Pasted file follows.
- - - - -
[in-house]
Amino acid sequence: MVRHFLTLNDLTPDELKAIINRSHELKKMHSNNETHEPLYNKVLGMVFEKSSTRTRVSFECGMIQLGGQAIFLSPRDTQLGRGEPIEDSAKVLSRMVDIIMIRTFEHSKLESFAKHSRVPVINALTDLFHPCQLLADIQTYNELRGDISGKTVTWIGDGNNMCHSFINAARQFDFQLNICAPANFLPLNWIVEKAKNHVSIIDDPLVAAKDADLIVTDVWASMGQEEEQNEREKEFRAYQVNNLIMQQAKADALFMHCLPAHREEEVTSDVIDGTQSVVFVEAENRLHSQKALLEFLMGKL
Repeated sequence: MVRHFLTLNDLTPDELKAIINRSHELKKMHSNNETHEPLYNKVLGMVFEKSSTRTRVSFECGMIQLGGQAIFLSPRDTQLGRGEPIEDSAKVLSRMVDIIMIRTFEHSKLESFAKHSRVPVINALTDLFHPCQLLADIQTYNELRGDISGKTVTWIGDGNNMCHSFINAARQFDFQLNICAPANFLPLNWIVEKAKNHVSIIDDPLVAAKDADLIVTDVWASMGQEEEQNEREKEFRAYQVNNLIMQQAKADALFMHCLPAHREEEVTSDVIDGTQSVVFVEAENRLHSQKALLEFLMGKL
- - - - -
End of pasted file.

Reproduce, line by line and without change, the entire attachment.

[in-house]
Amino acid sequence: MVRHFLTLNDLTPDELKAIINRSHELKKMHSNNETHEPLYNKVLGMVFEKSSTRTRVSFECGMIQLGGQAIFLSPRDTQLGRGEPIEDSAKVLSRMVDIIMIRTFEHSKLESFAKHSRVPVINALTDLFHPCQLLADIQTYNELRGDISGKTVTWIGDGNNMCHSFINAARQFDFQLNICAPANFLPLNWIVEKAKNHVSIIDDPLVAAKDADLIVTDVWASMGQEEEQNEREKEFRAYQVNNLIMQQAKADALFMHCLPAHREEEVTSDVIDGTQSVVFVEAENRLHSQKALLEFLMGKL
Repeated sequence: MVRHFLTLNDLTPDELKAIINRSHELKKMHSNNETHEPLYNKVLGMVFEKSSTRTRVSFECGMIQLGGQAIFLSPRDTQLGRGEPIEDSAKVLSRMVDIIMIRTFEHSKLESFAKHSRVPVINALTDLFHPCQLLADIQTYNELRGDISGKTVTWIGDGNNMCHSFINAARQFDFQLNICAPANFLPLNWIVEKAKNHVSIIDDPLVAAKDADLIVTDVWASMGQEEEQNEREKEFRAYQVNNLIMQQAKADALFMHCLPAHREEEVTSDVIDGTQSVVFVEAENRLHSQKALLEFLMGKL